Duaringa, a rural town on the Capricorn Highway, is 90 km south-west of Rockhampton. The origin of the name is obscure, possibly from an Aboriginal expression or based on the name of an early resident, Inga Anderson.

In 1867 an inland railway from Rockhampton to Westwood was opened, and nine years later it was extended to Boollburra, a few kilometres east of the site which from that time was named Duaringa. By 1879 the railway had gone on to Emerald, crossing what became Duaringa Shire.

The presence of the railway was accompanied by an influx of population, and the supervising local authority, the Banana Divisional Board, requested the severance of the Duaringa area. In 1881 the Duaringa Division was proclaimed.

Most of the division's area north of the railway was plains and lowlands with extensive brigalow, a hardy, shrubby acacia. To the south is the Blackdown tableland which merges with the Dawson Range. On the west is the Expedition Range. The main industry was pastoral, but in 1892 local coal deposits were mined about 15 km west of Blackwater. Several other mines around Blackwater were opened by 1905, and around Bluff during 1920-40. In 1946 Duaringa Shire was described in the Australian Blue Book:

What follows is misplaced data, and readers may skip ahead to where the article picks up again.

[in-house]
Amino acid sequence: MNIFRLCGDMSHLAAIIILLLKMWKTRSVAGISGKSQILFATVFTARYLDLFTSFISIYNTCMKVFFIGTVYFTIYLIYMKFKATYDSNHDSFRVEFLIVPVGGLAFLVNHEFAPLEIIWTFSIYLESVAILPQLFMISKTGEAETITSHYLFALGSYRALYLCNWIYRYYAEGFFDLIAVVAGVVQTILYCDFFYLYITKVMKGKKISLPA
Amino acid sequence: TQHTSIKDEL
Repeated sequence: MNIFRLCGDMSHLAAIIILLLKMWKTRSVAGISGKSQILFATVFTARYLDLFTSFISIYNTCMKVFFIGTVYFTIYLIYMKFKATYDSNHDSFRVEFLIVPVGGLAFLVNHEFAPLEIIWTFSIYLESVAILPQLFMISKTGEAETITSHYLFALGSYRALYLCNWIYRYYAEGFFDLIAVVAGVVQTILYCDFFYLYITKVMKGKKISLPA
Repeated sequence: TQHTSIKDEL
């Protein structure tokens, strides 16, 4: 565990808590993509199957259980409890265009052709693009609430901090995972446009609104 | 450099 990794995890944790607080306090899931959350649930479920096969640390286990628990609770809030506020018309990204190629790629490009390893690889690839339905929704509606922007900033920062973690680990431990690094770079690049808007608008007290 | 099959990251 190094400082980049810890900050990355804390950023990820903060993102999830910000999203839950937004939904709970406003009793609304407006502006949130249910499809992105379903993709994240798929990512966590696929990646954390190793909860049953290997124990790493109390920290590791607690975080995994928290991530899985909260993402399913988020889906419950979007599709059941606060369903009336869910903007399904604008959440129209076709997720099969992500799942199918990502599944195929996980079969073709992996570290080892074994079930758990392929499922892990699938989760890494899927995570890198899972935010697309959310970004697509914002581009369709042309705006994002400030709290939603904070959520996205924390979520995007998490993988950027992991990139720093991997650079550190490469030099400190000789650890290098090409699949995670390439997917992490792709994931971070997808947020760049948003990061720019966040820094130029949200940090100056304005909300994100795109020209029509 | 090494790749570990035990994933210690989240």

In the late 1950s Bowen Basin coal deposits were investigated, and various open cut mines were opened around Blackwater in the next few decades. Most are outside the shire, but Blackwater became their dormitory town. Railway line branches were opened to Cook and South Blackwater mines (1970), Gregory and Oakey Creek mines north of Blackwater (1979) and the Curragh open cut (1983), the last-mentioned being in Duaringa Shire. There was also considerable clearing of brigalow country under a development scheme begun in 1962, particularly north of the Capricorn Highway.

Duaringa's Country Women's Association hall (CWA) was put up for sale in 2014 following declining membership.

The shire's main population centres were along the Capricorn Highway, in particular, Blackwater where the council offices were located. About 50 km south of Duaringa is the Woorabinda Shire, formerly Woorabinda Aboriginal community, established in 1927 when the Taroom settlement was removed from the Dawson River irrigation scheme.

Duaringa Shire's area was 17,752 sq km, and its census populations were:

Census Date Population
1911 1019
1966 2060
1971 4910
1981 8329
1991 10,255
2001 7882
2006 6744

In 2008 it was amalgamated with Emerald, Bauhania and Peak Down Shires to form Central Highlands Regional Council.

Duaringa's census populations have been:

census date population
2011 478

D. Turner, ed, Duaringa Shire, 100 years of local government 1881-1981, Duaringa, Duaringa Shire Council, 1990

J.D. Mullaly, Duaringa Shire handbook, Queensland Department of Primary Industries, 1972

Blackwater, Bluff and Woorabinda entries

Copyright © Centre for the Government of Queensland, 2018. All rights reserved.

UQ Logo